“I believe that if we are to sustain and accelerate the transition in our economy and the jobs recovery that has begun, this Government must continue to keep its promise to avoid any further increases in the burden of taxes on work.
“We must also — as soon as possible — begin to reduce the income tax burden, starting with hard-pressed families on average incomes who have endured so much over recent years, and put a little badly-needed extra cash in their pockets.”
He was speaking after the publication of Forfas’s latest annual costs of doing business study, which contains a raft of recommendations for furthering cost competitiveness.
The enterprise and trade advisory board has called for more action on lowering business-related costs, saying that, despite declines in recent years, Ireland remains “out of line” in many key cost competitiveness areas with its European neighbours.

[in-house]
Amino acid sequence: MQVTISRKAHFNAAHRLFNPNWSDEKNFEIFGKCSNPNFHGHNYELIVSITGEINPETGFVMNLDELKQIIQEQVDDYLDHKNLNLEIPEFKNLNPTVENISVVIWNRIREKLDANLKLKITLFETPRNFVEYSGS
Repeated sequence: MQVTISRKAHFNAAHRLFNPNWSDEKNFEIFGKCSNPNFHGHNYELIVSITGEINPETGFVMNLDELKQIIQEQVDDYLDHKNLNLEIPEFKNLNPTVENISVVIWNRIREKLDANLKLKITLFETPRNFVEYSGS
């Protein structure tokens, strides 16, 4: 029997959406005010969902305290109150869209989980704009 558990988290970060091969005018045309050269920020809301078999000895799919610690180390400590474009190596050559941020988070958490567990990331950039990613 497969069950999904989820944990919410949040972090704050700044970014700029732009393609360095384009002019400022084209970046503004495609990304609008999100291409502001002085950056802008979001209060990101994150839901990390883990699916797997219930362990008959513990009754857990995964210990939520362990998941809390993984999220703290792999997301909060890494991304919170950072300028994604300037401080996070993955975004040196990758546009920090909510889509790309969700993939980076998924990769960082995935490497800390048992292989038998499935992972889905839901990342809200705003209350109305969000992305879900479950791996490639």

Forfas CEO Martin Shanahan said: “Irish cost competitiveness has improved markedly over the last three years, or so. Now, we need to capitalise on these reductions and introduce further reform to make sure that these crucial price reductions become permanent.”
He noted that the Government’s action plan for jobs contained further measures for cost-competitiveness promotion.
“Despite significant improvements there is a lot more that needs to be achieved to reduce costs further. In addition to a sustained focus on business costs, the broader cost of living needs to be addressed if we are to create a virtuous circle between cost of living, wage expectations and business cost competitiveness.”
The wide-reaching study — which covers everything from utility and property costs to labour, transport, credit, and business service costs — said there should be “no further increases in the labour tax wedge”, while consideration should be given to making the lower national minimum wage rate payable to all workers under the age of 25.
Employers’ representative group Ibec responded to the report by reiterating its call for no further tax increases beyond those already announced, saying Ireland has one of the highest marginal income tax rates in the OECD.